Peak body for commercial seaweed industry launches
Claimed to be Australia’s first peak body for the commercial seaweed industry, the Australian Sustainable Seaweed Alliance (ASSA) represents 10 corporate members across six states. The founding partners are CH4 Global, the University of Tasmania, FutureFeed and the Australian Seaweed Institute. Other members include AusKelp, CleanEyre Global, Fremantle Seaweed, Harvest Road, Pacific Bio, Tassal and Sea Forest.
ASSA was launched in Canberra to advance environmentally responsible farming and production, strategic research and development, and scientific and biotech-related commercialisation. This includes fast tracking Asparagopsis (red seaweed) production to help meet the Australian Government’s emissions reduction targets.
The emerging industry is expecting rapid growth with the potential of becoming a billion-dollar industry by 2040 — ASSA’s Australian Seaweed Industry Blueprint forecasts $100 million GVP (gross value of production) in coming years.
Jo Kelly, ASSA Chair, said, “ASSA’s mission is to scale up environmentally responsible commercial farming of seaweed to provide food, feed and bioproducts. Development of seaweed cultivation at scale is the single biggest opportunity for rapid industry growth and optimising social and environmental outcomes.”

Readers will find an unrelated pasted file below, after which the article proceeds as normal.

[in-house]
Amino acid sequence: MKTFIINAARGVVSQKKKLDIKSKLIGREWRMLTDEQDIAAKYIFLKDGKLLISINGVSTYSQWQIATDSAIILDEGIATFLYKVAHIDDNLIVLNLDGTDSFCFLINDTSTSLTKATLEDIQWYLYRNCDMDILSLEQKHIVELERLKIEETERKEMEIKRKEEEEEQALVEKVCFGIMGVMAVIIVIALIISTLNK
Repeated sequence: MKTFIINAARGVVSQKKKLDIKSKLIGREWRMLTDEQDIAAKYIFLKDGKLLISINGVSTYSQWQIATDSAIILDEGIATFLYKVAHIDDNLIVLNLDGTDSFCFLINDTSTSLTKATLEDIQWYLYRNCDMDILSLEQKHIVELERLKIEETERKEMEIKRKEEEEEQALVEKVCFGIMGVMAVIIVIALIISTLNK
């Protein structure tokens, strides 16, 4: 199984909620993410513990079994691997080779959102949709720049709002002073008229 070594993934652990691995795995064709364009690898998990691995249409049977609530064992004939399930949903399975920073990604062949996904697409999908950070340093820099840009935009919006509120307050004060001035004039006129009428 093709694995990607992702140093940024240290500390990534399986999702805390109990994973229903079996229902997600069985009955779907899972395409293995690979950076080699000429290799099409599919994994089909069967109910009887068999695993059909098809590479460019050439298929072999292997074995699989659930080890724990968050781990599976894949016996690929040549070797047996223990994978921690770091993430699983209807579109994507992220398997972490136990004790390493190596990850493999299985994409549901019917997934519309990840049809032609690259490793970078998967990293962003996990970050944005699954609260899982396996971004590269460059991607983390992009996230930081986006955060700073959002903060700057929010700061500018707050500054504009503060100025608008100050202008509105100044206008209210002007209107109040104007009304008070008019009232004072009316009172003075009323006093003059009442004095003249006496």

The Australian Government has committed $8 million to the Developing Australia’s Seaweed Farming Program to support investment in the industry and scale up seaweed production as a livestock feed supplement. This is being delivered by the Fisheries Research and Development Corporation (FRDC) and ASSA to plan and coordinate research and development, biosecurity and the development of a national hatchery network.
The FRDC has been an integral part of ASSA’s formation, providing investment for strategic management and delivery of seaweed industry RD&E priorities, supporting sustainability in Australia’s aquaculture and aquatic ecosystems.
Lindsay Hermes, ASSA’s inaugural General Manager, said Australia could be well placed to play a leading role in scaling up seaweed production with the right policy settings.
“A recent World Bank Report found that over the short and medium term, some of the most promising new segments for this sector include bio stimulants, nutritional supplements, bioplastics, fabrics and importantly, methane-reducing livestock additives,” Hermes said.
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